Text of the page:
– implementation, testing and validation phases of the final prototype within its production line equipped with the flexible systems supplied by MCM.

1.5 Thesis outline

The aim of this thesis was to develop an accurate model of the CNC machine, using the knowledge of robotics acquired during my studies. This model should be able to provide relevant artificial data. Then, the artificial data can be employed to develop appropriate algorithms to be able to have an estimate of the state of health of the tool (SOH). In this phase, I worked together with my colleague Dario Caniglia. In particular, first, we created a robotic model describing the


CNC machine considered, then we worked on the kinematic model of this machine to simulate the movements of the CNC machine and the planning part of the trajectory. Afterwards, I have studied how to dynamically model the process using the formulas and concepts found in the literature, while my colleague worked on the interaction between the cut tool and the working for identifying the contact points that occur during the simulation of the cutting process. In particular, I have done a dynamic formulation of the cut process to find a formulation that allows us to estimate the value of the beta friction coefficient during the cutting operations.

The beta value is very relevant in the estimation of the state of tool wear. Then, I carried out tests in Matlab and Simulink to verify the precision of the mathematical formulation of beta for different machining conditions. In the end, I simulated the system, which my colleague and I modelled, plotting the different quantities of interest. Below is how this thesis project is structured.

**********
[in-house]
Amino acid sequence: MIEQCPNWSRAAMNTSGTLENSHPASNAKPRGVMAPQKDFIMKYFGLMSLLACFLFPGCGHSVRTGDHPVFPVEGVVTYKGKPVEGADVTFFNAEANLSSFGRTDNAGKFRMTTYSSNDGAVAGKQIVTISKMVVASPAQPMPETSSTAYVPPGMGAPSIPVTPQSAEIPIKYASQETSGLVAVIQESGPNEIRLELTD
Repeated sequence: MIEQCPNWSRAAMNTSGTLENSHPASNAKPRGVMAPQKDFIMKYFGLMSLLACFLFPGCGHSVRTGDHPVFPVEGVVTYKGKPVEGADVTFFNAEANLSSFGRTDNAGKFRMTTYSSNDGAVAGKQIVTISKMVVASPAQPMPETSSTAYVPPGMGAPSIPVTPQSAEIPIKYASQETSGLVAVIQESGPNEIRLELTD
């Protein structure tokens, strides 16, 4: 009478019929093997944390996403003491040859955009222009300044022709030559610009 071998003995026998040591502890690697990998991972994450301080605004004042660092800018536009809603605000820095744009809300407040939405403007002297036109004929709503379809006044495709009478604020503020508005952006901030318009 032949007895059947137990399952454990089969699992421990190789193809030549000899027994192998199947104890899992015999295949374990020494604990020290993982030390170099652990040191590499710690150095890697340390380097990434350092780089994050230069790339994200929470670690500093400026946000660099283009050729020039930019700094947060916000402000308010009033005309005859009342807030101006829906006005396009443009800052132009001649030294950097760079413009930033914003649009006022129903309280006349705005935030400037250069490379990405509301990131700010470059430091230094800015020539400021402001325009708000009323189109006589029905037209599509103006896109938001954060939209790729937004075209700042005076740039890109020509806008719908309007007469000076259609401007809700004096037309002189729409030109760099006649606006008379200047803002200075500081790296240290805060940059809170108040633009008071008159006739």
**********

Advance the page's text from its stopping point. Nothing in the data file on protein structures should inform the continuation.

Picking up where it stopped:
In the first chapter, it is possible to find a short introduction concerning the problem of wear estimation and its complexity. Then, the MOREPRO project is presented, explaining its objective, the general architecture conceived and developed by Brain Technologies and its partner companies, and the advantages of this method. At the end of this chapter, all the companies involved in this MOREPRO project, were presented.

In Chapter 2, it is possible to find an overview of the different methods for estimating CNC in the literature, highlighting their advantages and disadvantages. The work carried out by the previous MOREPRO team was then generically reviewed. Finally, the finite element method (FEM) was briefly presented, as in this thesis work, a similar approach to the fem.

In the third chapter, there is a general description of the CNC machine. In particular, the one analysed in this thesis project is a 5-axis CNC milling machine.

The CNC machine can be modelled as a robot composed of two parts. For modelling these two parts, an introduction to Denavit-Hatenberg convection is given, followed by an illustration of the kinematic model of the first part of the CNC machine that moves the cut tool (end effector). Then, there is a description of the algorithm used for kinematic inversion. As done for the first part, the same analysis was conducted on the second part of the CNC machine, i.e. the part of the CNC machine in which the workpiece is positioned and oriented in space.